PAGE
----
Renowned Japanese chef Kenichi “Ken” Tominaga, the legendary owner of the Japanese restaurant Hana in Ronert Park, died on Monday morning after a short illness. The 61-year-old restaurateur was surrounded by family, including his mother, who flew in from Japan to be with him.
A native of Tokyo, Tominaga gained a cult following after opening the Japanese restaurant Hana in 1990 in an unexpected location at the DoubleTree Plaza shopping mall. His goal was to whet the appetite in Sonoma County for authentic Japanese cuisine, which he ate at home and in restaurants.
Hana quickly established itself as one of the Bay Area’s premier Japanese restaurants thanks to Tominaga’s core principles outlined on the restaurant’s website: Buy only the finest, freshest fish; include only the best local products; and believe that “if you love food, know how to cook it and try to make people happy, you will succeed.”
Over the years, some of Sonoma County’s top chefs have lined up at the cozy Hana Sushi Bar on weekends, enjoying not only the chef’s high-quality sushi, but also comfort foods like Nabeyaki Udon, Seafood Noodle Soup. prepared by his mother.
“Ken knew all about Japanese food,” said chef Douglas Keene, who often cooked for Tominaga while working at the former Cyrus and Shimo restaurant in Healdsburg. “Besides Cyrus, he was the only one in Sonoma County who used IMT (International Marine Products) and True World Foods. Once a week they brought fresh fish from Japan.”
Keene, who plans to reopen a new Cyrus restaurant in Geyserville this fall, said he first met Tominaga when the two were cooking for various food and wine events. He admired the chef for his sense of hospitality, work ethic and upbeat personality.
“No matter how good he was as a cook, he was just a wonderful person,” Keane said. “He always told you how great he had lunch somewhere and always smiled at you when you saw him.”
Over the years, Tominaga has been sought after as a partner by other chefs and restaurateurs. When renowned Napa Valley restaurateur Cindy Polkin opened her Go Fish seafood restaurant on St. Helena in 2006, Tominaga held court over the restaurant’s sushi bar.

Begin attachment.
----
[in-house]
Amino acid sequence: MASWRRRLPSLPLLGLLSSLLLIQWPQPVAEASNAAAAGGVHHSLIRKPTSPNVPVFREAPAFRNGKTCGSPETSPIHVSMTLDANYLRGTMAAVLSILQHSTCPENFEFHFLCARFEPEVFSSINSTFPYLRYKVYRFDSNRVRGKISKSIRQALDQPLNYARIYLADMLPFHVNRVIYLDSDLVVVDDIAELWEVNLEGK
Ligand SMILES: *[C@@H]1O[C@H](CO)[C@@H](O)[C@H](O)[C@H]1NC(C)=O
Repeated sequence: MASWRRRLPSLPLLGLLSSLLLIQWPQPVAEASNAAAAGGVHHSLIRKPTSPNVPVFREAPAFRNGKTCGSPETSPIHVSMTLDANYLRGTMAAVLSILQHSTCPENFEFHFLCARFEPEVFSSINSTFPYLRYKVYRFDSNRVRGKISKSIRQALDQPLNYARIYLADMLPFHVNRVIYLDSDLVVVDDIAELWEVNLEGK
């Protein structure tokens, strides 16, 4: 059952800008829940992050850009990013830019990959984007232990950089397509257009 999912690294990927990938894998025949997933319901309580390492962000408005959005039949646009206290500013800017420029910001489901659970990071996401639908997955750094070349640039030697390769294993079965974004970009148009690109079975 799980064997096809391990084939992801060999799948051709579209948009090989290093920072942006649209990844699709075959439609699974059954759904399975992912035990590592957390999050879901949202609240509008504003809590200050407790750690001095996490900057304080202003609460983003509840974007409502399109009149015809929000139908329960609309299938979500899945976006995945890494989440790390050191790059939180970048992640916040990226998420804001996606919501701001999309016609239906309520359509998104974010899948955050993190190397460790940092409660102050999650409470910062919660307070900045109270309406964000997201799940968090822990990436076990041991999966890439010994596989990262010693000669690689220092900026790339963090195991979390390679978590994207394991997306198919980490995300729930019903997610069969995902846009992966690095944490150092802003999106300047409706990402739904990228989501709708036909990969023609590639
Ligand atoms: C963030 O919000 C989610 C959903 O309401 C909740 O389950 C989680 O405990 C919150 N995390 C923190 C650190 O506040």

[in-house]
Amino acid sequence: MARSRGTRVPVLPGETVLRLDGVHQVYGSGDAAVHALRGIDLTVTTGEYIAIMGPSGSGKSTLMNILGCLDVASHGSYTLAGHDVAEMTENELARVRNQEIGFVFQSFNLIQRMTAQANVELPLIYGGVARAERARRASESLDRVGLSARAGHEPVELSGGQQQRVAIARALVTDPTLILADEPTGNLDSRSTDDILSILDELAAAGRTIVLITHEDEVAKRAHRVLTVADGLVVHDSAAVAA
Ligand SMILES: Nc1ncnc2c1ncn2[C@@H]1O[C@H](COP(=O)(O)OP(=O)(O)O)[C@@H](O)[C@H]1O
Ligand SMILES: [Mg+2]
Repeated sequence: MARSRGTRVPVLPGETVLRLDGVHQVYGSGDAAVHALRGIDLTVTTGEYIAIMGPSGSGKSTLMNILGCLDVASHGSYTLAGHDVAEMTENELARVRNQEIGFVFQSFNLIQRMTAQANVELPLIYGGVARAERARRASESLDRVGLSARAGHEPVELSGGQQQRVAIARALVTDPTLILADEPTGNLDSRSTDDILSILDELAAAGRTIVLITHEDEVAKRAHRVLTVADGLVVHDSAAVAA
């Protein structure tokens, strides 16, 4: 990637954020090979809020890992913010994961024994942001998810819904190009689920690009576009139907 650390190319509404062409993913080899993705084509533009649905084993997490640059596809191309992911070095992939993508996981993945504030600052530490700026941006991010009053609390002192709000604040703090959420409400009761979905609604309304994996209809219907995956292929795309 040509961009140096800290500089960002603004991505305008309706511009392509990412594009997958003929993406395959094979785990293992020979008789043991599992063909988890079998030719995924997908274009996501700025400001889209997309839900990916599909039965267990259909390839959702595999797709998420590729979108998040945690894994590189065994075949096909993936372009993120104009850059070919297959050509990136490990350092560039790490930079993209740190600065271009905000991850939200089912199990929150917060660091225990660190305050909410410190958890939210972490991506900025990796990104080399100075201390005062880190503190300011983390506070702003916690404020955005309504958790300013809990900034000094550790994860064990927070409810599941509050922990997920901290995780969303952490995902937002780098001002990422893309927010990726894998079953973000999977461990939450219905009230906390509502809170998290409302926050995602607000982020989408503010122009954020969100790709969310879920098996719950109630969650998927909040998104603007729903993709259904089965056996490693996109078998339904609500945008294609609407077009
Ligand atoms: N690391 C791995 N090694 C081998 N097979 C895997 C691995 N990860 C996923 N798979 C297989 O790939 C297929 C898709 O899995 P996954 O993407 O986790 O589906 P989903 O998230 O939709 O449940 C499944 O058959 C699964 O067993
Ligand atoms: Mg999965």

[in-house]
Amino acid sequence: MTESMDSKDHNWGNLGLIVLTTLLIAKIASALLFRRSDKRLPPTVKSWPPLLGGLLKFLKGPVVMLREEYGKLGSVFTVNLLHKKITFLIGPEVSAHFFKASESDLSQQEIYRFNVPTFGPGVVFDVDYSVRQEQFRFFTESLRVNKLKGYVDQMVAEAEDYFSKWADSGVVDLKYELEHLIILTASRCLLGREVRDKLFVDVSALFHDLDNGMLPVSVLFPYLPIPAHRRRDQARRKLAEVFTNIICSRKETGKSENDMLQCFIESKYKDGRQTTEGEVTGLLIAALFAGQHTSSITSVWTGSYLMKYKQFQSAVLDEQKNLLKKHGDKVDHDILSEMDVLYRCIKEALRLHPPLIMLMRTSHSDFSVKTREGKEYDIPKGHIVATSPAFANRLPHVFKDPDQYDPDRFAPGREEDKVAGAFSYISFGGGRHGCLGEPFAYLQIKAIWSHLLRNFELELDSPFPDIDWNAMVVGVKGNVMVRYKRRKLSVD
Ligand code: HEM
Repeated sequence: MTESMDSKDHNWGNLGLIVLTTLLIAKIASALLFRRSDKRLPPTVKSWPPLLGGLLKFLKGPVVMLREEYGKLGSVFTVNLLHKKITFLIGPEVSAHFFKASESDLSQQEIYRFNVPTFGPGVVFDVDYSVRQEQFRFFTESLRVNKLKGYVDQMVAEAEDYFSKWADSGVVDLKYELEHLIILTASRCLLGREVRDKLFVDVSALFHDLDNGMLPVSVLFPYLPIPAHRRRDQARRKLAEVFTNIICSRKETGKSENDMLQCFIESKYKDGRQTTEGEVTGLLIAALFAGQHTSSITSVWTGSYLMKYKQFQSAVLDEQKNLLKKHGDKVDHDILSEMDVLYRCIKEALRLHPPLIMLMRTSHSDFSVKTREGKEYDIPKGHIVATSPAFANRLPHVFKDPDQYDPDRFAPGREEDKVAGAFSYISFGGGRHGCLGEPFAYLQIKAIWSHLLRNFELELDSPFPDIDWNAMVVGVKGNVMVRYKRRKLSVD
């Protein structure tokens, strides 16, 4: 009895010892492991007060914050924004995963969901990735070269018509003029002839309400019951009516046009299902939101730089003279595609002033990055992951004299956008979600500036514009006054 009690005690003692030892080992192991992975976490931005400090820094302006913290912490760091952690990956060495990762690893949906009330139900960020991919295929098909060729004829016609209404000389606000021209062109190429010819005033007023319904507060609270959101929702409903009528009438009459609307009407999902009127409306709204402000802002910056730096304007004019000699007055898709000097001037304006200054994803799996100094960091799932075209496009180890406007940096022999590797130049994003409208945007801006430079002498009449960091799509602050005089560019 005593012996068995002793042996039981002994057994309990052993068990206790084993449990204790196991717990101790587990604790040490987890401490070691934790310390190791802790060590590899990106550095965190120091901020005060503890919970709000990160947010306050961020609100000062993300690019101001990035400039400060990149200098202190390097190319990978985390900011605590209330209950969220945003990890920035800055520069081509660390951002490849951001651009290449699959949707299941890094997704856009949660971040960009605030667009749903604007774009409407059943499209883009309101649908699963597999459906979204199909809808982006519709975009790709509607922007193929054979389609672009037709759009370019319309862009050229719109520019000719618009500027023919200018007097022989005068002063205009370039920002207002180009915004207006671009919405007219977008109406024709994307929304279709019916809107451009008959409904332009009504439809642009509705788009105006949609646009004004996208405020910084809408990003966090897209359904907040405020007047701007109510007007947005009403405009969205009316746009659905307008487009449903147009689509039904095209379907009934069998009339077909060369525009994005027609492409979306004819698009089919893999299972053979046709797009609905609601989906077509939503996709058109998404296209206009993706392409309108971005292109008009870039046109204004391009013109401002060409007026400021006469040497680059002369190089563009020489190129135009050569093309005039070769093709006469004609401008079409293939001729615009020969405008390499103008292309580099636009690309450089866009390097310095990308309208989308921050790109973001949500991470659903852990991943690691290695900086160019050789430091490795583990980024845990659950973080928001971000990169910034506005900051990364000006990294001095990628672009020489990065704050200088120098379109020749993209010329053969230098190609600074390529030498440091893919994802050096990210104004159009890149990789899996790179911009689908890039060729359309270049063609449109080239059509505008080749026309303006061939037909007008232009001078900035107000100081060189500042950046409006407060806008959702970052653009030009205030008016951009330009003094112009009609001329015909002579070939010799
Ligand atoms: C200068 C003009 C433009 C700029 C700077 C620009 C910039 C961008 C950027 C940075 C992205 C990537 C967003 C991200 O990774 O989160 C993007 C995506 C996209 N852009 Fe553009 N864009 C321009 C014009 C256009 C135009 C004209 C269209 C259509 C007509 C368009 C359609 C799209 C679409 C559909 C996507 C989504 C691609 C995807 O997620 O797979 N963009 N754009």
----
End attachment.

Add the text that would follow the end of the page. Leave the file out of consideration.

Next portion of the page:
“He was such an amazing person with a soul that I will always remember,” said Sean Knight, Paulsin’s business partner. “His talent and standards were at such a high level, and he was able to instill that in the people around him.”
Most recently, Tominaga was one of the co-stars in Dustin Valetta’s film Mathison in Healdsburg, which showcased a sushi bar run by Tominaga when it opened last November. According to Valette, the sushi bar was recently put on hold for several reasons, including Tominaga’s deteriorating health.
“This guy taught me a lot, not only about sushi, but also how to be a real person,” Valette said. “He was a great guy and inspiring as a business partner.”
Like other chefs, Valette was a regular at Hana, where he enjoyed watching Tominaga choreograph every aspect of the cuisine, from the food to the welcoming atmosphere of the restaurant.
“Ken made this restaurant special,” Valette said. “He was such an integral part of this restaurant. I love food and quality. I love to watch the master draw. It’s like Michael Jordan plays basketball.”
Celebrity San Francisco chef Michael Mina also frequented Hana regularly and fell in love with Tominaga’s inventive omakase menu, tailored to each diner’s preferences.
“Hana was a family restaurant and when you were in Hana you were part of the family,” Mina said. “Ken made this connection effortlessly and I am grateful to Ken for teaching and showing me what it really means to run a restaurant that looks like your home. ”
After becoming friends, Tominaga and Mina opened PABU Izakaya in San Francisco’s financial district in 2014. The contemporary izakaya and sushi bar has been named one of the most popular Japanese restaurants in the country by Zagat. In 2016, Tominaga and Mina built on the restaurant’s success by opening PABU Boston at the Millennium Tower.
Tominaga was born on November 12, 1960 in Tokyo to Katsuya and Keiko Tominaga. While raising their son in Tokyo, his parents ensured that he immersed himself in the city’s vibrant food scene. In high school, Tominaga worked in restaurants, first as a dishwasher, then as a cook, snatching a few hours of sleep before returning to class.
While studying engineering in college, he met his wife, Emiko Tominaga, when they were both 19 years old. They got married in Tokyo.
“She’s the anchor,” said his son, Petaluma’s Keita Tominaga, the chef at the Japanese restaurant Hana. “She is the reason my father was able to dedicate his life to work. She took care of everything else, and my dad was free to devote himself to his craft.”